Bananas, bananas, bananas. Not only are they a delightful, tasty, nutritious fruit, this long, thickish, phallic fruit has quite a story to tell. In the United States, its story begins in the late 1800s, while in other parts of the world, the banana’s history goes back a lot further.
Geography Of Bananas
The banana is a tropical fruit that thrives in countries that are close to the equator. In the United States, you’ll find them in Hawaii, but most commercial operations are in the Caribbean, throughout parts of Latin America, and in tropical areas in Africa, Asia and the South Pacific. Chiquita Banana is one of the most well-known brands, and their farms are concentrated in Central American countries.
A Bit Of History
The familiar blue Chiquita label with the fruit-laden lady is a familiar sight in most grocery stores in the United States. The Chiquita Banana brand made its debut in 1944 with a catchy jingle that made people want to do impromptu sambas. Long before that, in 1876, Americans were introduced to the fruit at the Philadelphia Centennial Exhibition. Wrapped in foil, each banana sold for a dime. The Caribbean import soon caught on. Worldwide, the earliest recorded evidence of bananas goes back to 8,000 B.C. Archaeologists found evidence that New Guinea was the birthplace of domesticated bananas.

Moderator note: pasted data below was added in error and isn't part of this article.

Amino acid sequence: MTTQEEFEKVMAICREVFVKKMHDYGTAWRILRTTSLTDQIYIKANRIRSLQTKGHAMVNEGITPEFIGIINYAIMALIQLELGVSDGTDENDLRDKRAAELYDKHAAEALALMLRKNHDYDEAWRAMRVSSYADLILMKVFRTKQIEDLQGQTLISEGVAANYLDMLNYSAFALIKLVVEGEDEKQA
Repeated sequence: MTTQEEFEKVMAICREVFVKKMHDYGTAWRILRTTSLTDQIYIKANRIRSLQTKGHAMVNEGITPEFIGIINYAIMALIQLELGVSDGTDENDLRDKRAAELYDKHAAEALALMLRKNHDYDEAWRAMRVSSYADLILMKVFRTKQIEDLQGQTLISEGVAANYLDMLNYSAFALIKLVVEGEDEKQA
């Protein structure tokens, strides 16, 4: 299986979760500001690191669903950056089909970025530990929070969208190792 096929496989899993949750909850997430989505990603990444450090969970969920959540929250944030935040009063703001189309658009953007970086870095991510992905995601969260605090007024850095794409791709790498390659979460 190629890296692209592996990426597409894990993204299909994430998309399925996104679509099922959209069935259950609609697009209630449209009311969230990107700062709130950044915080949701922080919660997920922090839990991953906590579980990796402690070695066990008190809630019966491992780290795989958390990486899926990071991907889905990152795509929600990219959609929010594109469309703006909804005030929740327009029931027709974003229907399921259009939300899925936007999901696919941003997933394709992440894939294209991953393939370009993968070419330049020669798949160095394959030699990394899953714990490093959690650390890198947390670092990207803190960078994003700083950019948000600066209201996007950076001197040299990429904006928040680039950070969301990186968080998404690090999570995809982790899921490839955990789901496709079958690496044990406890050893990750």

How Bananas Grow
Bananas do not grow on trees. Instead they grow on the largest plant on Earth that doesn’t have a woody stem. One banana is called a finger, while a cluster is called a hand. A bunch of bananas is made up of many hands and is cut green because the fruit ripens better off the plant. After producing one or maybe two bunches of bananas, the plant dies. Individual runners, called rhizomes, spread out and grow new plants. The cycle begins again.
Bananas do flower, but the only ones that reproduce are the female flowers. Any male or combination male-female flowers drop off. The female flowers reproduce without pollination. This is one plant species where the males don’t have much say in the matter.
Whether it was because of the banana’s provocative shape or because the guys were somewhat jealous, bananas were sometimes off-limits to women. One example is ancient Hawaii and some other parts of Polynesia. In Hawaii, bananas were only eaten by the Ali’i, or Hawaiian royalty, and then only by the men. To everyone else, they were taboo.
If you’ve ever gone out on a fishing charter, chances are you’ve been told not to bring any bananas on board. They are considered bad luck. Various theories exist as to the origin of this superstition. One dates back to the early days when ships carried a good bit of their cargo on deck, making the ships top-heavy. If a ship sunk in a storm, often only the bananas would float. They became the instant bad guys.
Crew members often slipped on banana peels. Again, it was the bananas’ fault. Bananas also take longer to spoil than other fruits. Evil spirits obviously had something to do with it. Fishermen also thought the banana oil, which rubbed off on their hands, spooked the fish. The much maligned sea-going banana could never quite catch a break.